The week's unique "Private View" of the Venice Biennale (which opens today) was a strange effect. It's like it's dropped in the middle of a Veson movie.
The place is set with letters. Artists, posers, dealers, cashiers, billionaires, bureaucrats, fakes, freeloaders, snobs, journalists, Pseudos, Hustlers, and Narcissists all cram into tiny spaces and noisy halls to get a glimpse of some box-fresh contemporary art.
They are not a hype as you can find in Coachella or XJAZZ in Berlin. They are more clamorous than glamorous. Art is a shared interest but not the thing that really binds them. Money and status are the currencies that count. You do not need both, but you certainly like hell need one or the other.
It is a once-all-year event that was founded in 1895 to promote Italian art before morphing into an international exhibition with countries that are competing for their best at show.
Mussolini popped onto it in the 1930s as a way of promoting his fast-paced agenda, leaving a likely uncomfortable air of nationalism around which is now a global contemporary art event based around the nation.
Never had time for anything more than a quickie.
Take a look, take a picture, post to Instagram, move on.
There is relentlessness.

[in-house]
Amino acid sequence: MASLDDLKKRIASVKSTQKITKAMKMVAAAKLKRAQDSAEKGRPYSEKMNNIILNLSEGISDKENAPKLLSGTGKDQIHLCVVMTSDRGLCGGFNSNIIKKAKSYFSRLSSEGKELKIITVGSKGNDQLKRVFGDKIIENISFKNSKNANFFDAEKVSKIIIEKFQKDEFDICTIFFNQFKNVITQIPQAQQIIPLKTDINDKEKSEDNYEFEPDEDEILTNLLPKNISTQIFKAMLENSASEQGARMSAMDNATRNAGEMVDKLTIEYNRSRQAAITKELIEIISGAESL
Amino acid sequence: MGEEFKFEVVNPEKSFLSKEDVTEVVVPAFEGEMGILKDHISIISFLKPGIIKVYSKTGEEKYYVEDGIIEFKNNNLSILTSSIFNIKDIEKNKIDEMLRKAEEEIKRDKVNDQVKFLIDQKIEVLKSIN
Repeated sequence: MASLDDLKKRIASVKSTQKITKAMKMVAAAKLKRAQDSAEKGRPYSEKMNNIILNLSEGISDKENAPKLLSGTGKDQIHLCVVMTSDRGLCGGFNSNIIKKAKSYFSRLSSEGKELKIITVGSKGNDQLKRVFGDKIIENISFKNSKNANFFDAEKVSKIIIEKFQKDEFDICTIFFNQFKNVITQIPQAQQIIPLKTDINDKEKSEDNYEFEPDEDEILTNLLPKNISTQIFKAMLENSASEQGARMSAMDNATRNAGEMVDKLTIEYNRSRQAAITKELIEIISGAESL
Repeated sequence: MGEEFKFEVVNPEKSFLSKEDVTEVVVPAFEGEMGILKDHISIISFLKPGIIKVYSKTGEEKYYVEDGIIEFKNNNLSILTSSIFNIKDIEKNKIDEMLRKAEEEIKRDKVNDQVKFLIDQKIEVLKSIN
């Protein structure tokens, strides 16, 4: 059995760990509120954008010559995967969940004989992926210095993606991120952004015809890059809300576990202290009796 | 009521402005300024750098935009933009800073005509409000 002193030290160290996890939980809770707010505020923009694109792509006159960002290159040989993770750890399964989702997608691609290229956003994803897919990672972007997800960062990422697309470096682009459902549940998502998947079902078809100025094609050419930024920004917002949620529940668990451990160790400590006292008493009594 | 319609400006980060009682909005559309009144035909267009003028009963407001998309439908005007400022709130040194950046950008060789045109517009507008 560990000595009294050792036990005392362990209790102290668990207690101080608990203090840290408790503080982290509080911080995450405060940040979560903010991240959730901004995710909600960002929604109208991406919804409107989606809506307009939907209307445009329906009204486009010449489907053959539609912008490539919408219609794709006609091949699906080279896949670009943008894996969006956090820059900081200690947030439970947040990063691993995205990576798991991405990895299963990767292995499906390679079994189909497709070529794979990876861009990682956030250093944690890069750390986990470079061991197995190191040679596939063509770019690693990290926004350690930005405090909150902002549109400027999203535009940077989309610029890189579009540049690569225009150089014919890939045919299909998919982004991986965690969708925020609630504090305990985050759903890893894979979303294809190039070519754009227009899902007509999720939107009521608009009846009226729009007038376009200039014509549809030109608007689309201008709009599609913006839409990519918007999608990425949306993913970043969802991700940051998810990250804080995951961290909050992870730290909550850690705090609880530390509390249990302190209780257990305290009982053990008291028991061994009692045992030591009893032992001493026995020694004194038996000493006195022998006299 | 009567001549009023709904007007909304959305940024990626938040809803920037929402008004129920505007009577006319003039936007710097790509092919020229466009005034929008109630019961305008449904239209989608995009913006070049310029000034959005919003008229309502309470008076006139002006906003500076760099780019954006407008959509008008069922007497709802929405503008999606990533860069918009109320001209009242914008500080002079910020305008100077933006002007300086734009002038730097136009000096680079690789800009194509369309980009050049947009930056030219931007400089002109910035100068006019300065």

Those spaces that require free alcohol always seem to be most popular. Or those who suddenly become "hot" as the word of some "amazing work !!!!!" Spreads like a virus through the Gardini Gardens, which serves as the Biennale's picturesque base camp.
The severity level is at feverish pitch, fluttered by double expressos and a fomelo so deep that you can see the terror lurking in the eyes behind every pair of Tom Ford sunglasses.
The scale of the event is staggering.
There are 90 national pavilions, each with its own bazaar exhibition, which commissioned the work of an artist, or artist, to present the host country.
Added to this is a tremendous one-off exhibition spanning two massive buildings, which this year was put together by a curator called Ralph Rugoff whose day's work is running the Hayward Gallery on London's Southbank.
If the aforementioned was not enough to satisfy even the most insatiable art lover, then myriad other off-site shows were not invited to take part in the main event: a kind of Venice Biennale fringe, I suppose.
No one needs this much art, it is totally overwhelming while, paradoxically, it is often totally underwhelming. If the Venice Biennale was a climbing rose it would have been hacked back to manageable proportions long ago.
But it is not.
There is a hasty success of the trade show-guest attraction, which is why hundreds of thousands of tourists participate in the long hot summer look for meaning, guidance and some intellectual way in our increasingly secular, divided, complex world.
Will they find what they are looking for in the 2019 edition? You hope so. I have.
Not at the German Pavilion, which contains a rigorous post-industrial installation so serious it is unintentionally strange.
Quite the contrary to the French Pavilion, which is hilarious on purpose.